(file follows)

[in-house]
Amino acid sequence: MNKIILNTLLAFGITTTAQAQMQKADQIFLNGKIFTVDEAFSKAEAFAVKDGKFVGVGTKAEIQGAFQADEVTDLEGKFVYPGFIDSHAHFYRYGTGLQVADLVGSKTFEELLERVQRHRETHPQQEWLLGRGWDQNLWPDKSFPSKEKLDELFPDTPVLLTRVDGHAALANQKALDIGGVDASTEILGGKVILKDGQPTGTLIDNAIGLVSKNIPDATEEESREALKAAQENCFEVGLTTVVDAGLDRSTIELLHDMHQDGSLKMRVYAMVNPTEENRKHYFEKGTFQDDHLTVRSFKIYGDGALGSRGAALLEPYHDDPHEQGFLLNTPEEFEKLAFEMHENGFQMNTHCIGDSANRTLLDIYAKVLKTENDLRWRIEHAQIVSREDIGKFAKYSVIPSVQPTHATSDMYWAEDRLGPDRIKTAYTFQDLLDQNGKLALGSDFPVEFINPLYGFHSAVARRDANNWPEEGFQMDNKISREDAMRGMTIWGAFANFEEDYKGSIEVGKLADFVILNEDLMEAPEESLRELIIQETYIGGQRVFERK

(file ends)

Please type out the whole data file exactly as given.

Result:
[in-house]
Amino acid sequence: MNKIILNTLLAFGITTTAQAQMQKADQIFLNGKIFTVDEAFSKAEAFAVKDGKFVGVGTKAEIQGAFQADEVTDLEGKFVYPGFIDSHAHFYRYGTGLQVADLVGSKTFEELLERVQRHRETHPQQEWLLGRGWDQNLWPDKSFPSKEKLDELFPDTPVLLTRVDGHAALANQKALDIGGVDASTEILGGKVILKDGQPTGTLIDNAIGLVSKNIPDATEEESREALKAAQENCFEVGLTTVVDAGLDRSTIELLHDMHQDGSLKMRVYAMVNPTEENRKHYFEKGTFQDDHLTVRSFKIYGDGALGSRGAALLEPYHDDPHEQGFLLNTPEEFEKLAFEMHENGFQMNTHCIGDSANRTLLDIYAKVLKTENDLRWRIEHAQIVSREDIGKFAKYSVIPSVQPTHATSDMYWAEDRLGPDRIKTAYTFQDLLDQNGKLALGSDFPVEFINPLYGFHSAVARRDANNWPEEGFQMDNKISREDAMRGMTIWGAFANFEEDYKGSIEVGKLADFVILNEDLMEAPEESLRELIIQETYIGGQRVFERK